Library Subscription: Guest
Begell Digital Portal Begell Digital Library eBooks Journals References & Proceedings Research Collections
Critical Reviews™ in Immunology
IF: 1.404 5-Year IF: 3.347 SJR: 0.706 SNIP: 0.55 CiteScore™: 2.19

ISSN Print: 1040-8401
ISSN Online: 2162-6472

Volume 40, 2020 Volume 39, 2019 Volume 38, 2018 Volume 37, 2017 Volume 36, 2016 Volume 35, 2015 Volume 34, 2014 Volume 33, 2013 Volume 32, 2012 Volume 31, 2011 Volume 30, 2010 Volume 29, 2009 Volume 28, 2008 Volume 27, 2007 Volume 26, 2006 Volume 25, 2005 Volume 24, 2004 Volume 23, 2003 Volume 22, 2002 Volume 21, 2001 Volume 20, 2000 Volume 19, 1999 Volume 18, 1998 Volume 17, 1997 Volume 16, 1996 Volume 15, 1995 Volume 14, 1994

Critical Reviews™ in Immunology

DOI: 10.1615/CritRevImmunol.v30.i2.40
pages 149-165

Staphylococcal Superantigen Super-Domains in Immune Evasion

Ries Langley
The Maurice Wilkins Centre for Research, University of Auckland, New Zealand
Deepa Patel
The Maurice Wilkins Centre for Research, University of Auckland, New Zealand
Nicola Jackson
The Maurice Wilkins Centre for Research, University of Auckland, New Zealand
Fiona Clow
The Maurice Wilkins Centre for Research, University of Auckland, New Zealand
John D. Fraser
The Maurice Wilkins Centre for Research, University of Auckland, New Zealand


Staphylococcus aureus is a robust pathogen that is capable of growing in virtually any part of the human body, and can also survive and grow in many other species. S. aureus remains the most frequent cause of hospital-acquired infection and, with the emergence and spread of drug-resistant, hypervirulent, community-acquired strains, the specter looms of the ultimate superbug. S. aureus produces an array of immune evasion factors that target various components of host immune defense. Among them are the powerful superantigen (SAg) and SAg-like (SSL) molecules, which are coded for by genes scattered across several genomic and pathogenicity islands. The SAgs universally bind MHC (major histocompatibility complex) class II and T-cell receptors to induce profound T-cell activation, while the SSLs target a range of molecules regulating opsonophagocytosis and neutrophil function. Despite functional diferences, the SAgs and SSLs have clearly evolved from a single ancestral gene that now codes for a stable, two-domain protein, with each domain responsible for binding a diferent target molecule. This superstructure tolerates extensive surface variation, enabling a wide assortment of virulence factors targeting multiple steps in innate immunity. Notably, both the SAgs and the SSLs exhibit optimal activity for humans and non-human primates, clearly indicating that primates have been the preferred host for S. aureus evolution. This restricted function makes it difficult to assess their role in staphylococcal virulence using animal models of infection. This brief review focuses on the structural features of SAgs and SSLs and their individual functions as we currently understand them.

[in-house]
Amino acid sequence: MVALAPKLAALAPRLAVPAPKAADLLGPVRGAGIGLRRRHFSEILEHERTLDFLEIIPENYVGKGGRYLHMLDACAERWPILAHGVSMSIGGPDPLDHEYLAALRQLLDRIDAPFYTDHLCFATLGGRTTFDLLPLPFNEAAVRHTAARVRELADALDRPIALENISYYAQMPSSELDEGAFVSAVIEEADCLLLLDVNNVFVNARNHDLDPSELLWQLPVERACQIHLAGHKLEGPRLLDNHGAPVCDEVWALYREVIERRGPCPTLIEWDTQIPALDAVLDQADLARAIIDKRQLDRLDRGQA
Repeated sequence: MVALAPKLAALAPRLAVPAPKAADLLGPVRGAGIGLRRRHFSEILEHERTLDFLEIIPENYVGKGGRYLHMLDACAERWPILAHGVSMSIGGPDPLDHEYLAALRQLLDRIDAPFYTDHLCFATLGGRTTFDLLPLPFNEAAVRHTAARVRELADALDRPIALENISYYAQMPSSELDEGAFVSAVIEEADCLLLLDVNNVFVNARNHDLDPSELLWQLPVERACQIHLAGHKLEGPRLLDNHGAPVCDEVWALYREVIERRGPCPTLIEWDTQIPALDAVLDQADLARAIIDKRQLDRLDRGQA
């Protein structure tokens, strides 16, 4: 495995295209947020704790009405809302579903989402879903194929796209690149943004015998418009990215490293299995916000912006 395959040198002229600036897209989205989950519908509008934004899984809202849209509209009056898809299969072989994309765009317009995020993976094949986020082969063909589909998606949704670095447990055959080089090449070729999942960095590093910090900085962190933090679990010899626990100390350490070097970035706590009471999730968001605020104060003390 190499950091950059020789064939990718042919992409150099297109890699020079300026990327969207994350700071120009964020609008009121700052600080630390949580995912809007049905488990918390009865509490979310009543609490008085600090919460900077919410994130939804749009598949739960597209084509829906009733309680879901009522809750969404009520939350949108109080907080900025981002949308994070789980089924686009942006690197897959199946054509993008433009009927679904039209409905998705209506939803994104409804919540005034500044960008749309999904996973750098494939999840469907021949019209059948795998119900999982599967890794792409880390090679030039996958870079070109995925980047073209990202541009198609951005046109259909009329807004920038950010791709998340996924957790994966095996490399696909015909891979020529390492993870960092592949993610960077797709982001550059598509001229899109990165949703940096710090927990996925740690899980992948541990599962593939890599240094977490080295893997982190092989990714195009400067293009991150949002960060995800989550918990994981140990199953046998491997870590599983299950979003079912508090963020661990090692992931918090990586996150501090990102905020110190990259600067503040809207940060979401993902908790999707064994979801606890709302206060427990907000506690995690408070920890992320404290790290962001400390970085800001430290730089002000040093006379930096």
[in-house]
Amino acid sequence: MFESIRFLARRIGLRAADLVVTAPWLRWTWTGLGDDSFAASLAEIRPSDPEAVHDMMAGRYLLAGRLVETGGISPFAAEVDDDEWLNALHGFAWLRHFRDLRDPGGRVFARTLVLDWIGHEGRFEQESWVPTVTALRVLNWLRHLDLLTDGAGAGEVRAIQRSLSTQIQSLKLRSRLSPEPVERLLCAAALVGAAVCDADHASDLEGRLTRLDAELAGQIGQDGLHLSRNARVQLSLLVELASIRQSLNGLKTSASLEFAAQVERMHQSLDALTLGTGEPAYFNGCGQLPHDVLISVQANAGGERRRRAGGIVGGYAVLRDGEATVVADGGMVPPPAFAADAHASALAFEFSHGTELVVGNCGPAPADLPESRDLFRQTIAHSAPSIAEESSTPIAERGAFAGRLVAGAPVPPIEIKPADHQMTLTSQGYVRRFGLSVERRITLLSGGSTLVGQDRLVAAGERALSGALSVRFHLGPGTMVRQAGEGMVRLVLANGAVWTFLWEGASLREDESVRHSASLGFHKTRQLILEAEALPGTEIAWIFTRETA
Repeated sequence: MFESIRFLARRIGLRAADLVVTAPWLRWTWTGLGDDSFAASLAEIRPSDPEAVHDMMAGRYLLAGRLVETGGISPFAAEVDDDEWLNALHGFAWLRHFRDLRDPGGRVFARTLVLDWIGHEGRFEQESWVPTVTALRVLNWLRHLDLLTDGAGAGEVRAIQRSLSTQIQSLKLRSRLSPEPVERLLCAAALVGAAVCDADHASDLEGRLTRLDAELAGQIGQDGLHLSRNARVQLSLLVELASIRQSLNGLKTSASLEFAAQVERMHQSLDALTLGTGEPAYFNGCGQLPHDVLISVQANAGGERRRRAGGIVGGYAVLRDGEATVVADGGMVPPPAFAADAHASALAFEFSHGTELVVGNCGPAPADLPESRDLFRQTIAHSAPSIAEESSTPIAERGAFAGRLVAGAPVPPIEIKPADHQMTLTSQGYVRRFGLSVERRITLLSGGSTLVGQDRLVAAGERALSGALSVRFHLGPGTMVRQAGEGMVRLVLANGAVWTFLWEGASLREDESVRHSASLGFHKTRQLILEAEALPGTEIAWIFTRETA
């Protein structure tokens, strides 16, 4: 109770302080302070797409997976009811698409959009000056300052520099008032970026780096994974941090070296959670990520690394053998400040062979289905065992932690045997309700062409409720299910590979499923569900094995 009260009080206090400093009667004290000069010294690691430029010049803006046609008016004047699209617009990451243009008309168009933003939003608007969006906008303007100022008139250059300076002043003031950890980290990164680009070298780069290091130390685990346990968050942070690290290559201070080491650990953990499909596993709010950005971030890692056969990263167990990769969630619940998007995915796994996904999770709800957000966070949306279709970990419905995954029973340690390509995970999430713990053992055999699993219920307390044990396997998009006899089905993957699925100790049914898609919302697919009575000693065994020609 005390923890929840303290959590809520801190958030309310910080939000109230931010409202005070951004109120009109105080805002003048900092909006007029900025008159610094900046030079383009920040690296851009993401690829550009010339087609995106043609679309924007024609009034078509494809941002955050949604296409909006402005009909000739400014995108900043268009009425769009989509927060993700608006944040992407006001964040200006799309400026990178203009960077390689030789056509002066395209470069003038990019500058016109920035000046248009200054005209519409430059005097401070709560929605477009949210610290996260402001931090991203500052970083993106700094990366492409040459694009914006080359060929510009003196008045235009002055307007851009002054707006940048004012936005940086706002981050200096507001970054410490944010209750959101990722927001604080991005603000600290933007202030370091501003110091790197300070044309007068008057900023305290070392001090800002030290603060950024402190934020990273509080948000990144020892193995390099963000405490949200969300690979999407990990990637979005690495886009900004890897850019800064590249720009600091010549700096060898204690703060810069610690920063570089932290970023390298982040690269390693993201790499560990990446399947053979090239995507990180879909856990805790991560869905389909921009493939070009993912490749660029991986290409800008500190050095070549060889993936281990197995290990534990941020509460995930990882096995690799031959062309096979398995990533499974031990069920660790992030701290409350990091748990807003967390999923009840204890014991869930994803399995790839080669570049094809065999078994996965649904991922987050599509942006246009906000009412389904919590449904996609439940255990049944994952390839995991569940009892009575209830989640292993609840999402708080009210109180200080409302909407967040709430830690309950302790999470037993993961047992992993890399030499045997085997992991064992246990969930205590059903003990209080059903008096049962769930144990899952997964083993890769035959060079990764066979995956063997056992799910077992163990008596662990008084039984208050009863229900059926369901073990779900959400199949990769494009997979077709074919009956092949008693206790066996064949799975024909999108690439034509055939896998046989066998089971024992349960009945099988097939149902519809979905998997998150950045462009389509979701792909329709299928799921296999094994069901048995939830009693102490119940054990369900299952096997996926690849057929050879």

Articles with similar content:

Role of Galectin-3 in the Initial Control of Leishmania Infection
Critical Reviews™ in Immunology, Vol.34, 2014, issue 2
Guillaume St-Pierre, Pampa Bhaumik, Isabelle Pelletier, Sachiko Sato
The Cbl Protooncogene Product: From an Enigmatic Oncogene to Center Stage of Signal Transduction
Critical Reviews™ in Oncogenesis, Vol.8, 1997, issue 2-3
Patrice Douillard, Mark L. Lupher, Jr., Nancy L. Lill, Satoshi Ota, Christopher E. Andoniou, Hamid Band, Navin Rao, Sachiko Miyake
The Goldilocks Conundrum: NLR Inflammasome Modulation of Gastrointestinal Inflammation during Inflammatory Bowel Disease
Critical Reviews™ in Immunology, Vol.36, 2016, issue 4
Veronica M. Ringel-Scaia, Irving C. Allen, Dylan K. McDaniel
Important Biology Events and Pathways in Brucella Infection and Implications for Novel Antibiotic Drug Targets
Critical Reviews™ in Eukaryotic Gene Expression, Vol.23, 2013, issue 1
Guangjun Gao, Jie Xu
Autophagy and Autophagy-Related Proteins in the Immunity against Mycobacterium Tuberculosis
Forum on Immunopathological Diseases and Therapeutics, Vol.6, 2015, issue 3-4
Isabelle Vergne, Aïcha Bah